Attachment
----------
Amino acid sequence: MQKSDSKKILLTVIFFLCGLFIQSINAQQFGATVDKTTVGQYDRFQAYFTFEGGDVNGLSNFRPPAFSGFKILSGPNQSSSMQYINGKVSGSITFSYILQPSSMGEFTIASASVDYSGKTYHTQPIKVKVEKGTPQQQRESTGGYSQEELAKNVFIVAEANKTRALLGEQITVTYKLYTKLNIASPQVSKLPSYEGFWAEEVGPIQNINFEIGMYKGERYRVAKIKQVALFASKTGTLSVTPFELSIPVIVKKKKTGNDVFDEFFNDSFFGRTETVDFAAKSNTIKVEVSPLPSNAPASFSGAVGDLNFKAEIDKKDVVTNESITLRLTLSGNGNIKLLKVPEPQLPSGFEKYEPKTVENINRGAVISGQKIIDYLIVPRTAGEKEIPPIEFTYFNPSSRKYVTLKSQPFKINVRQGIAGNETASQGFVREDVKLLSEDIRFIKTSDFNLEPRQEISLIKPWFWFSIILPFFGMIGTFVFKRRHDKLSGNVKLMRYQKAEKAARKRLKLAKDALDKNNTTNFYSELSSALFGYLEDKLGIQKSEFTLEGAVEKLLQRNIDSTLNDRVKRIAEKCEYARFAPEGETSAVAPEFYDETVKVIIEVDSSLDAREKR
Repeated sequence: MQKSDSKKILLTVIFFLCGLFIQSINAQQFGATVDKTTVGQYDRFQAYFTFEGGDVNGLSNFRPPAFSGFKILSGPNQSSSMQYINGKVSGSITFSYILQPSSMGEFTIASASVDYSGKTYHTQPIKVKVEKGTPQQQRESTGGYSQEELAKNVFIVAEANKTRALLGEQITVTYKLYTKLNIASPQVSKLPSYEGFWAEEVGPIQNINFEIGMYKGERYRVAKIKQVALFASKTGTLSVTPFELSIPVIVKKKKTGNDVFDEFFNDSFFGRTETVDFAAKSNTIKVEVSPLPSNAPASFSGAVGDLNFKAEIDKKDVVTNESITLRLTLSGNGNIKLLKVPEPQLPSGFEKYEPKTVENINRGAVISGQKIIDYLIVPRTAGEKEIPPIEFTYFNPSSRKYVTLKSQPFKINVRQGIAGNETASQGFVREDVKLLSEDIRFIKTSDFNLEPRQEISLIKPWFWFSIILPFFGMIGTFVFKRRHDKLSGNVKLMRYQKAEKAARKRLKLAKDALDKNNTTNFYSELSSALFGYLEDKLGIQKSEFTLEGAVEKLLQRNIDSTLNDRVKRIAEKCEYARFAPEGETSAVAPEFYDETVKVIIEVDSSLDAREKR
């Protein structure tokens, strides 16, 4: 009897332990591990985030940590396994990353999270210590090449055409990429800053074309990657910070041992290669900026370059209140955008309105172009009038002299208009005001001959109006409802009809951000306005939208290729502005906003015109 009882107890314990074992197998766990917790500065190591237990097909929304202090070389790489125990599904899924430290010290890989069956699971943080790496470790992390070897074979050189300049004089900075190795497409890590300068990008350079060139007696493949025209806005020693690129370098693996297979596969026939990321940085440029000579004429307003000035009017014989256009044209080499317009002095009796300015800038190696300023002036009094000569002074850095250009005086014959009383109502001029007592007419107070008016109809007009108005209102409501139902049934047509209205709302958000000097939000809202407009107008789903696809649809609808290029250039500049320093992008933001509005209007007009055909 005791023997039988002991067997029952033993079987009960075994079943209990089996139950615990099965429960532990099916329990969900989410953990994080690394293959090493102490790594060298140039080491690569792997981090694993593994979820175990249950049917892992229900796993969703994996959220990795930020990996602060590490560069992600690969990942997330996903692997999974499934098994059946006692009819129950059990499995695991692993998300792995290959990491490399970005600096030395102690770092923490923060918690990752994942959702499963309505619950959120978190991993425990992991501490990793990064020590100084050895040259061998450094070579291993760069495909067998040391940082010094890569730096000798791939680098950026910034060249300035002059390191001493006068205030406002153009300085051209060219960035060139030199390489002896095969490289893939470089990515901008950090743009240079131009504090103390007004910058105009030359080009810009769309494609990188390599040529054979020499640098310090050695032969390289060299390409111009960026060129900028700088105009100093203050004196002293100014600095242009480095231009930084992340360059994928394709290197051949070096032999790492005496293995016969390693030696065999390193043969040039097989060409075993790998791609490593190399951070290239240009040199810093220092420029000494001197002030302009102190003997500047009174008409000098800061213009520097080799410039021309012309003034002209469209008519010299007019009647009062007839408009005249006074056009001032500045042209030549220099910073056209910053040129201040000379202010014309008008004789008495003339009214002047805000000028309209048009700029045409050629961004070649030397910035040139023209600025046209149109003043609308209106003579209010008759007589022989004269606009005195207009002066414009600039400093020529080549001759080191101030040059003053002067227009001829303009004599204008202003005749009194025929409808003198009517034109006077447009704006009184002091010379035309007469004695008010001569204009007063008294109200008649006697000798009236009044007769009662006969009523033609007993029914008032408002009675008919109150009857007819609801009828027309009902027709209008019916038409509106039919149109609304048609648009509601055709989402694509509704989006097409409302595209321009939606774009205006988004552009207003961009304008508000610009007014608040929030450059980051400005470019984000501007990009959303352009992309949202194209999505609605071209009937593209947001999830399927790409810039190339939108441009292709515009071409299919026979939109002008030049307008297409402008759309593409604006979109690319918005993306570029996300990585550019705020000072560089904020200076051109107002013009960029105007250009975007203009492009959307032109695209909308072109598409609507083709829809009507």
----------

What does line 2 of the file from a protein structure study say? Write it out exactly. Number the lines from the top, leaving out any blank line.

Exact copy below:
Repeated sequence: MQKSDSKKILLTVIFFLCGLFIQSINAQQFGATVDKTTVGQYDRFQAYFTFEGGDVNGLSNFRPPAFSGFKILSGPNQSSSMQYINGKVSGSITFSYILQPSSMGEFTIASASVDYSGKTYHTQPIKVKVEKGTPQQQRESTGGYSQEELAKNVFIVAEANKTRALLGEQITVTYKLYTKLNIASPQVSKLPSYEGFWAEEVGPIQNINFEIGMYKGERYRVAKIKQVALFASKTGTLSVTPFELSIPVIVKKKKTGNDVFDEFFNDSFFGRTETVDFAAKSNTIKVEVSPLPSNAPASFSGAVGDLNFKAEIDKKDVVTNESITLRLTLSGNGNIKLLKVPEPQLPSGFEKYEPKTVENINRGAVISGQKIIDYLIVPRTAGEKEIPPIEFTYFNPSSRKYVTLKSQPFKINVRQGIAGNETASQGFVREDVKLLSEDIRFIKTSDFNLEPRQEISLIKPWFWFSIILPFFGMIGTFVFKRRHDKLSGNVKLMRYQKAEKAARKRLKLAKDALDKNNTTNFYSELSSALFGYLEDKLGIQKSEFTLEGAVEKLLQRNIDSTLNDRVKRIAEKCEYARFAPEGETSAVAPEFYDETVKVIIEVDSSLDAREKR